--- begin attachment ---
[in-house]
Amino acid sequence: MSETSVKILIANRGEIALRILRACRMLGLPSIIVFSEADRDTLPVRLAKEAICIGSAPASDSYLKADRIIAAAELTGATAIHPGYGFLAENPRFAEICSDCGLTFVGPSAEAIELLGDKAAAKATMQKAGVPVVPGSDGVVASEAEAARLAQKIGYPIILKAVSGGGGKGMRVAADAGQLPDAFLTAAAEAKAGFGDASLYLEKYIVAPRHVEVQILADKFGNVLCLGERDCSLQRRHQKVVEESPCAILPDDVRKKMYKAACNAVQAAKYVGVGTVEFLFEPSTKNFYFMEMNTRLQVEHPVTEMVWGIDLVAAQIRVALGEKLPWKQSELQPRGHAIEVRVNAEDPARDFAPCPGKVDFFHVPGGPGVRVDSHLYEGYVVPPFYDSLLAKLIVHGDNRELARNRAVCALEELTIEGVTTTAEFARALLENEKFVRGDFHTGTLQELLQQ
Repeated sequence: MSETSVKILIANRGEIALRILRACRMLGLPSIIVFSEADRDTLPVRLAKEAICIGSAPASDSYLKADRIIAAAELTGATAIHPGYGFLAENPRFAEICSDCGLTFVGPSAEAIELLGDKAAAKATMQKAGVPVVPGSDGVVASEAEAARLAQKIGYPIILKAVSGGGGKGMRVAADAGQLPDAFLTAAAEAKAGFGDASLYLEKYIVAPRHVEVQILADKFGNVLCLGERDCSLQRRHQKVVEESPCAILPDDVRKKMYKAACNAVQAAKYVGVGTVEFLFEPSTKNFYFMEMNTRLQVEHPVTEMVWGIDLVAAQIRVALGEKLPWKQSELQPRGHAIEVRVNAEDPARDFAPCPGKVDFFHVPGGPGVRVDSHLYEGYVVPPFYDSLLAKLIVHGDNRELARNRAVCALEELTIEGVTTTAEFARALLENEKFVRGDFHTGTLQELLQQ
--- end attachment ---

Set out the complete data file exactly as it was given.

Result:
[in-house]
Amino acid sequence: MSETSVKILIANRGEIALRILRACRMLGLPSIIVFSEADRDTLPVRLAKEAICIGSAPASDSYLKADRIIAAAELTGATAIHPGYGFLAENPRFAEICSDCGLTFVGPSAEAIELLGDKAAAKATMQKAGVPVVPGSDGVVASEAEAARLAQKIGYPIILKAVSGGGGKGMRVAADAGQLPDAFLTAAAEAKAGFGDASLYLEKYIVAPRHVEVQILADKFGNVLCLGERDCSLQRRHQKVVEESPCAILPDDVRKKMYKAACNAVQAAKYVGVGTVEFLFEPSTKNFYFMEMNTRLQVEHPVTEMVWGIDLVAAQIRVALGEKLPWKQSELQPRGHAIEVRVNAEDPARDFAPCPGKVDFFHVPGGPGVRVDSHLYEGYVVPPFYDSLLAKLIVHGDNRELARNRAVCALEELTIEGVTTTAEFARALLENEKFVRGDFHTGTLQELLQQ
Repeated sequence: MSETSVKILIANRGEIALRILRACRMLGLPSIIVFSEADRDTLPVRLAKEAICIGSAPASDSYLKADRIIAAAELTGATAIHPGYGFLAENPRFAEICSDCGLTFVGPSAEAIELLGDKAAAKATMQKAGVPVVPGSDGVVASEAEAARLAQKIGYPIILKAVSGGGGKGMRVAADAGQLPDAFLTAAAEAKAGFGDASLYLEKYIVAPRHVEVQILADKFGNVLCLGERDCSLQRRHQKVVEESPCAILPDDVRKKMYKAACNAVQAAKYVGVGTVEFLFEPSTKNFYFMEMNTRLQVEHPVTEMVWGIDLVAAQIRVALGEKLPWKQSELQPRGHAIEVRVNAEDPARDFAPCPGKVDFFHVPGGPGVRVDSHLYEGYVVPPFYDSLLAKLIVHGDNRELARNRAVCALEELTIEGVTTTAEFARALLENEKFVRGDFHTGTLQELLQQ